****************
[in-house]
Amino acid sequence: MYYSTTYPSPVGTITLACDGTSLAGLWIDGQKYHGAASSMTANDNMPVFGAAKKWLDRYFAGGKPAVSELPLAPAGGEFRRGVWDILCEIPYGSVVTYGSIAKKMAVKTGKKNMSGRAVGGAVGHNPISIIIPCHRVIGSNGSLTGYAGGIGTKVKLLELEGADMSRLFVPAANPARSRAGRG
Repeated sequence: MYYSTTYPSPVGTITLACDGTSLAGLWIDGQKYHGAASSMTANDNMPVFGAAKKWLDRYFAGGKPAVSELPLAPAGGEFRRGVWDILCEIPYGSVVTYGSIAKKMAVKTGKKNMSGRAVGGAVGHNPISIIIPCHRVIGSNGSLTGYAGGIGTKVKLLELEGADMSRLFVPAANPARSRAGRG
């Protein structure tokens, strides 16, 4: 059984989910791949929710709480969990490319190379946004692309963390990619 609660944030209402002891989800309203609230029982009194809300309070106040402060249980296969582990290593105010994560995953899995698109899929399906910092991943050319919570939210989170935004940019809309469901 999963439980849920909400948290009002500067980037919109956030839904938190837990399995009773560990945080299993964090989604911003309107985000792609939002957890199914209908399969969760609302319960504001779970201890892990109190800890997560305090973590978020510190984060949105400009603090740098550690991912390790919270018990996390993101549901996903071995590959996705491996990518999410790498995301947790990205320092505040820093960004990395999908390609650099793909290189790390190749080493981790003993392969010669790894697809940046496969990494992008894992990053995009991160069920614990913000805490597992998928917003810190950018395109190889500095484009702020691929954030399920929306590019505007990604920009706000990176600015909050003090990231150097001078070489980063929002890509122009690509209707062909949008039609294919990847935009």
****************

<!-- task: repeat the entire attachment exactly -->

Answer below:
[in-house]
Amino acid sequence: MYYSTTYPSPVGTITLACDGTSLAGLWIDGQKYHGAASSMTANDNMPVFGAAKKWLDRYFAGGKPAVSELPLAPAGGEFRRGVWDILCEIPYGSVVTYGSIAKKMAVKTGKKNMSGRAVGGAVGHNPISIIIPCHRVIGSNGSLTGYAGGIGTKVKLLELEGADMSRLFVPAANPARSRAGRG
Repeated sequence: MYYSTTYPSPVGTITLACDGTSLAGLWIDGQKYHGAASSMTANDNMPVFGAAKKWLDRYFAGGKPAVSELPLAPAGGEFRRGVWDILCEIPYGSVVTYGSIAKKMAVKTGKKNMSGRAVGGAVGHNPISIIIPCHRVIGSNGSLTGYAGGIGTKVKLLELEGADMSRLFVPAANPARSRAGRG
């Protein structure tokens, strides 16, 4: 059984989910791949929710709480969990490319190379946004692309963390990619 609660944030209402002891989800309203609230029982009194809300309070106040402060249980296969582990290593105010994560995953899995698109899929399906910092991943050319919570939210989170935004940019809309469901 999963439980849920909400948290009002500067980037919109956030839904938190837990399995009773560990945080299993964090989604911003309107985000792609939002957890199914209908399969969760609302319960504001779970201890892990109190800890997560305090973590978020510190984060949105400009603090740098550690991912390790919270018990996390993101549901996903071995590959996705491996990518999410790498995301947790990205320092505040820093960004990395999908390609650099793909290189790390190749080493981790003993392969010669790894697809940046496969990494992008894992990053995009991160069920614990913000805490597992998928917003810190950018395109190889500095484009702020691929954030399920929306590019505007990604920009706000990176600015909050003090990231150097001078070489980063929002890509122009690509209707062909949008039609294919990847935009």